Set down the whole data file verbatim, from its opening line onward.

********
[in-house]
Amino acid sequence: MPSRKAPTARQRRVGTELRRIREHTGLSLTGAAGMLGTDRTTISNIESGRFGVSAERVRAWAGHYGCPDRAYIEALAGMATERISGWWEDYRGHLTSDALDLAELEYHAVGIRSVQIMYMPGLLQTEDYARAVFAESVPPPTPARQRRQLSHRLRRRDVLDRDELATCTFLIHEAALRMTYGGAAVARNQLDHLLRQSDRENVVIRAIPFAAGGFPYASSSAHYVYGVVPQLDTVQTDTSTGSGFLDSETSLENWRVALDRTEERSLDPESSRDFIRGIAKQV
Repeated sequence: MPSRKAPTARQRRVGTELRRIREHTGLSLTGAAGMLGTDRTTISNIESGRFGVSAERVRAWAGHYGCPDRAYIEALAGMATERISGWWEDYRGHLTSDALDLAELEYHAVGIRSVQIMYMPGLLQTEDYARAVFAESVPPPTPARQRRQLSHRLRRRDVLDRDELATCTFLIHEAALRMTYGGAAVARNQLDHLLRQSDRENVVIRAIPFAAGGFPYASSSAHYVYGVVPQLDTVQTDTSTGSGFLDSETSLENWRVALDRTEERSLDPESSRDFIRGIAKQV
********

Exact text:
[in-house]
Amino acid sequence: MPSRKAPTARQRRVGTELRRIREHTGLSLTGAAGMLGTDRTTISNIESGRFGVSAERVRAWAGHYGCPDRAYIEALAGMATERISGWWEDYRGHLTSDALDLAELEYHAVGIRSVQIMYMPGLLQTEDYARAVFAESVPPPTPARQRRQLSHRLRRRDVLDRDELATCTFLIHEAALRMTYGGAAVARNQLDHLLRQSDRENVVIRAIPFAAGGFPYASSSAHYVYGVVPQLDTVQTDTSTGSGFLDSETSLENWRVALDRTEERSLDPESSRDFIRGIAKQV
Repeated sequence: MPSRKAPTARQRRVGTELRRIREHTGLSLTGAAGMLGTDRTTISNIESGRFGVSAERVRAWAGHYGCPDRAYIEALAGMATERISGWWEDYRGHLTSDALDLAELEYHAVGIRSVQIMYMPGLLQTEDYARAVFAESVPPPTPARQRRQLSHRLRRRDVLDRDELATCTFLIHEAALRMTYGGAAVARNQLDHLLRQSDRENVVIRAIPFAAGGFPYASSSAHYVYGVVPQLDTVQTDTSTGSGFLDSETSLENWRVALDRTEERSLDPESSRDFIRGIAKQV